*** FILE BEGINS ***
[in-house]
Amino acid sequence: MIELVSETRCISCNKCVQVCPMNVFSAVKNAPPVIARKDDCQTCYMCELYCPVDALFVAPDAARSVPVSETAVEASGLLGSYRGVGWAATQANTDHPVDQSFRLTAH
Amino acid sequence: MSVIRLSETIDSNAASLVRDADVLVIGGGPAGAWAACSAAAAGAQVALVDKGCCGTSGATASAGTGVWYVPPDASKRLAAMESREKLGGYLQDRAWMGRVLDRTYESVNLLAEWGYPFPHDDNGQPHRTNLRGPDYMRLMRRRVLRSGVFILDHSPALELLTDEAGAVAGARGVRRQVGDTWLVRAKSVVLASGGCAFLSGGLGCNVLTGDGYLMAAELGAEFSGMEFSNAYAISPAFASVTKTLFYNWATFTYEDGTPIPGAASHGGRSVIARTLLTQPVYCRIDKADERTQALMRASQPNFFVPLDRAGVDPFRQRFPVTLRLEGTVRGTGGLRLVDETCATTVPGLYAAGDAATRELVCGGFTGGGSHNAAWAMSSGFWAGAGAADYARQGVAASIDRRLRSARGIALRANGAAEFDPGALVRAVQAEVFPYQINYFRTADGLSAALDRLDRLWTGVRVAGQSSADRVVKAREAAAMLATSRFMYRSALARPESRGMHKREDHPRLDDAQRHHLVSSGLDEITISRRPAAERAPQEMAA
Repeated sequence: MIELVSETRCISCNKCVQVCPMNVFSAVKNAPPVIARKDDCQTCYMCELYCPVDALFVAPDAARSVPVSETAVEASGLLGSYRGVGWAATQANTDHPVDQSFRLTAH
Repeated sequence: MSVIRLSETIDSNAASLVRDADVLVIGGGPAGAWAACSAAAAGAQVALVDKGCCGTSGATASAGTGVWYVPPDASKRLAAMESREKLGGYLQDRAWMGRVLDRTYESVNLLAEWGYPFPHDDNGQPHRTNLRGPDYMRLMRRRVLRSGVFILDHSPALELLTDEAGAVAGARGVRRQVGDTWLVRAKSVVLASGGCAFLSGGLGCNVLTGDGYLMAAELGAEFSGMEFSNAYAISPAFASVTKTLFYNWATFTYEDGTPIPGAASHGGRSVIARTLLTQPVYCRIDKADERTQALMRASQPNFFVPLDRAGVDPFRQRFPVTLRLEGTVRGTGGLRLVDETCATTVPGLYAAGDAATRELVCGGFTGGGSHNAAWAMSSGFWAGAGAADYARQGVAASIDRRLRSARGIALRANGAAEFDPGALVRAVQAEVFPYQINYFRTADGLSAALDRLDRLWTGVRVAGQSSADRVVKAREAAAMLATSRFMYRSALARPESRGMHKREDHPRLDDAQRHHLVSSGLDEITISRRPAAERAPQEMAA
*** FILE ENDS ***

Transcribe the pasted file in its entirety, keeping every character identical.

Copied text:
[in-house]
Amino acid sequence: MIELVSETRCISCNKCVQVCPMNVFSAVKNAPPVIARKDDCQTCYMCELYCPVDALFVAPDAARSVPVSETAVEASGLLGSYRGVGWAATQANTDHPVDQSFRLTAH
Amino acid sequence: MSVIRLSETIDSNAASLVRDADVLVIGGGPAGAWAACSAAAAGAQVALVDKGCCGTSGATASAGTGVWYVPPDASKRLAAMESREKLGGYLQDRAWMGRVLDRTYESVNLLAEWGYPFPHDDNGQPHRTNLRGPDYMRLMRRRVLRSGVFILDHSPALELLTDEAGAVAGARGVRRQVGDTWLVRAKSVVLASGGCAFLSGGLGCNVLTGDGYLMAAELGAEFSGMEFSNAYAISPAFASVTKTLFYNWATFTYEDGTPIPGAASHGGRSVIARTLLTQPVYCRIDKADERTQALMRASQPNFFVPLDRAGVDPFRQRFPVTLRLEGTVRGTGGLRLVDETCATTVPGLYAAGDAATRELVCGGFTGGGSHNAAWAMSSGFWAGAGAADYARQGVAASIDRRLRSARGIALRANGAAEFDPGALVRAVQAEVFPYQINYFRTADGLSAALDRLDRLWTGVRVAGQSSADRVVKAREAAAMLATSRFMYRSALARPESRGMHKREDHPRLDDAQRHHLVSSGLDEITISRRPAAERAPQEMAA
Repeated sequence: MIELVSETRCISCNKCVQVCPMNVFSAVKNAPPVIARKDDCQTCYMCELYCPVDALFVAPDAARSVPVSETAVEASGLLGSYRGVGWAATQANTDHPVDQSFRLTAH
Repeated sequence: MSVIRLSETIDSNAASLVRDADVLVIGGGPAGAWAACSAAAAGAQVALVDKGCCGTSGATASAGTGVWYVPPDASKRLAAMESREKLGGYLQDRAWMGRVLDRTYESVNLLAEWGYPFPHDDNGQPHRTNLRGPDYMRLMRRRVLRSGVFILDHSPALELLTDEAGAVAGARGVRRQVGDTWLVRAKSVVLASGGCAFLSGGLGCNVLTGDGYLMAAELGAEFSGMEFSNAYAISPAFASVTKTLFYNWATFTYEDGTPIPGAASHGGRSVIARTLLTQPVYCRIDKADERTQALMRASQPNFFVPLDRAGVDPFRQRFPVTLRLEGTVRGTGGLRLVDETCATTVPGLYAAGDAATRELVCGGFTGGGSHNAAWAMSSGFWAGAGAADYARQGVAASIDRRLRSARGIALRANGAAEFDPGALVRAVQAEVFPYQINYFRTADGLSAALDRLDRLWTGVRVAGQSSADRVVKAREAAAMLATSRFMYRSALARPESRGMHKREDHPRLDDAQRHHLVSSGLDEITISRRPAAERAPQEMAA